Wednesday. Oh my goodness. We woke up at 2:45. We got ready and carried, or dragged if you're Hermana Cobb, to the travel office. Her suitcases aren't much smaller than her, so it was hard. Poor Hermana. We checked out and met some of the other missionaries leaving. We expected there to be no food for us, but then we rationalized and thought that would be inhumane to not provide one last snack for the missionaries leaving, so we expected there to be food. There was no food. Ah. We waited until about 4:10 for the rest of the missionaries to show up. They say every week that the buses will leave with or without you, but they wait. We drove to a UTA bus, and we rode that for about 45 minutes until we got to a station downtown where we switched to a frontrunner. We took that for just a little bit until we got to the airport. We dragged all our luggage, for the 5th time and checked our bags. Then we headed to the gate. We made calls home, and then waited for our plane. It got delayed though. and so we waited. Hermana  Cobb and I were just about to go talk to someone when they started boarding. I hope they get the gospel soon! We got on the plane and flew to San Fransisco. I studied various things on the flight over. When we got to San Fran, we had no time to waste. Because our flight was delayed, we only had 15 minutes until our next plane left, and we had to walk to the opposite end of the airport into the international gates. We were hurrying so fast. When we finally got there, they had the flight delayed for 40 minutes. So we sat. Took pictures. Talked. Then after those 40 minutes, it was delayed for another 30 minutes, and then they started boarding. 20 minutes later we started driving down the runway. Now it is lunchtime. On the flight to San Fran we got no pretzels, no peanuts, no nothing. This flight we got nothing. The flight to Canada took about an hour and a half. Elder Erasmus and Elder Fitamant (France/Quebec--going to my mission English speaking) sat next to a woman and they had a discussion about the Book of Mormon and pretty much everything else. Later, Elder Fitamant and I talked about French, English, and food and anything else to fill the time. A line I guess I was saying was "I am starving". He asked me what it meant and I said it means you are really really hungry. At the end of the flight, we had to fill out an immigrations paper. We unloaded and felt the humidity, although it's not that humid here right now. We grabbed our bags and went through the immigration line. Elder Erasmus and Elder Fitamant had a really short line because they are Canadians and went out to meet the Mission President and the others, but the rest of us had to wait in a really long line and then go and get our visas. We were in there about 2 hours and 45 minutes. The lady getting me my visa was asking me why I was serving a mission and how it all works, except not in a curious way, but in a bothered way. She also asked if I had ever been arrested along with other questions. Was anyone else asked that? No. We made it through finally, although for about 6 of us, they only gave us visas for 1 year, so we have to renew those later, we went out and met the Mission President and his wife and some of the Senior couples, as well as two of the APs. They are all great.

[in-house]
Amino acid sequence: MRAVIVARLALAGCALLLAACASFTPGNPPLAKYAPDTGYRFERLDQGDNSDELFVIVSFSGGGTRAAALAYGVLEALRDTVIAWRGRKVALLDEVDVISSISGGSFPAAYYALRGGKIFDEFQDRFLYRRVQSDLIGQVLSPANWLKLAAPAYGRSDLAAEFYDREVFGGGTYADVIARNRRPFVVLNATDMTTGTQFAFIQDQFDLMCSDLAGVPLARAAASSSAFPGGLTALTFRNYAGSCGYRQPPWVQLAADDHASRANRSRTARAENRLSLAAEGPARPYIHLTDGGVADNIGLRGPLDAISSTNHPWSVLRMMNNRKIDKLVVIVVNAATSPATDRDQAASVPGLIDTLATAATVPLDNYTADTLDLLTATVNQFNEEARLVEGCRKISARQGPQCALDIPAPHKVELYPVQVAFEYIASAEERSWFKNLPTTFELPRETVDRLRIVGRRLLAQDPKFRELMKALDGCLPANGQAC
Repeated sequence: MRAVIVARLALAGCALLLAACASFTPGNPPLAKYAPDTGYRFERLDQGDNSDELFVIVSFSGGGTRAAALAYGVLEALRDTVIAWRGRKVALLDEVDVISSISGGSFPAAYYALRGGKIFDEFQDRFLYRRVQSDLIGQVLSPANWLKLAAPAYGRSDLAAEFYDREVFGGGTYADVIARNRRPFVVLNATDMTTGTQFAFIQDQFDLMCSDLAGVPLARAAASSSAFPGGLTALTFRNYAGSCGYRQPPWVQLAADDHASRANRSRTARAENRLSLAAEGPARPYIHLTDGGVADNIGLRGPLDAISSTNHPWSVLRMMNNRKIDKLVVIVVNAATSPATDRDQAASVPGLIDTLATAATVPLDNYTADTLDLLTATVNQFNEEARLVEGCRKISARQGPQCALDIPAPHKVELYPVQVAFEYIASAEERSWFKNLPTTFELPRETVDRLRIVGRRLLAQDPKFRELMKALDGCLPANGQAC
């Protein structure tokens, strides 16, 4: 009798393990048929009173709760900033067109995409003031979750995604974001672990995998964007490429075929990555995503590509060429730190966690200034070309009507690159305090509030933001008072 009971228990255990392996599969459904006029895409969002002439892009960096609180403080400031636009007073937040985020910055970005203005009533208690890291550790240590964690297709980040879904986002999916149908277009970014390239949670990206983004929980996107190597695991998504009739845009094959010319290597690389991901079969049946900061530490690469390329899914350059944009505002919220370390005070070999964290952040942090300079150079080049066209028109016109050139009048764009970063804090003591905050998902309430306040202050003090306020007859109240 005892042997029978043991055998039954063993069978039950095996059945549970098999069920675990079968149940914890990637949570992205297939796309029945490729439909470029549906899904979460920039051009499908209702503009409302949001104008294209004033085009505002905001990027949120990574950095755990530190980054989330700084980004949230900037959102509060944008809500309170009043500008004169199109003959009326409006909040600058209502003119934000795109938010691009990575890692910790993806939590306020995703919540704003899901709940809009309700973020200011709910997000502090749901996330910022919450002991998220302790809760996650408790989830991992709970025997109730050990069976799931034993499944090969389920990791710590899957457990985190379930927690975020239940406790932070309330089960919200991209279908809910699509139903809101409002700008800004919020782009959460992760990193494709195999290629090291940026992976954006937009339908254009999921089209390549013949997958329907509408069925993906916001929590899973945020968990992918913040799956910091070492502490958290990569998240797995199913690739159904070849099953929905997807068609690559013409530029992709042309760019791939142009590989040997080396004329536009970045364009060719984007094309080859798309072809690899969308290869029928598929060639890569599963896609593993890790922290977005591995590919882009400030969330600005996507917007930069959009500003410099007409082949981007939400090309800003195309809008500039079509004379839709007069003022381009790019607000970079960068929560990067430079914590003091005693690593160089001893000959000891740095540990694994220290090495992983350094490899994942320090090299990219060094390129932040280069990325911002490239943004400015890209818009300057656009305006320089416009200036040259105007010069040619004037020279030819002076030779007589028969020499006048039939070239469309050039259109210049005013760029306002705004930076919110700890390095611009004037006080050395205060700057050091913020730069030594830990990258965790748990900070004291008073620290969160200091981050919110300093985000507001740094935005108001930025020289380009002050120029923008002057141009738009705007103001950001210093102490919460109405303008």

President and Sister Burt are amazing. I cannot picture a better President to be leading me for the next 16 months. I cannot get over how wonderful they are! Honestly. I am super blessed.

We drove to the mission office. There we had some meetings and President Burt talked to us. Then we got to eat! First meal of the day!!!! I ate three plates full. It was so good! Then we had various people talking to us for the rest of the night, and President took us out, one by one, for interviews.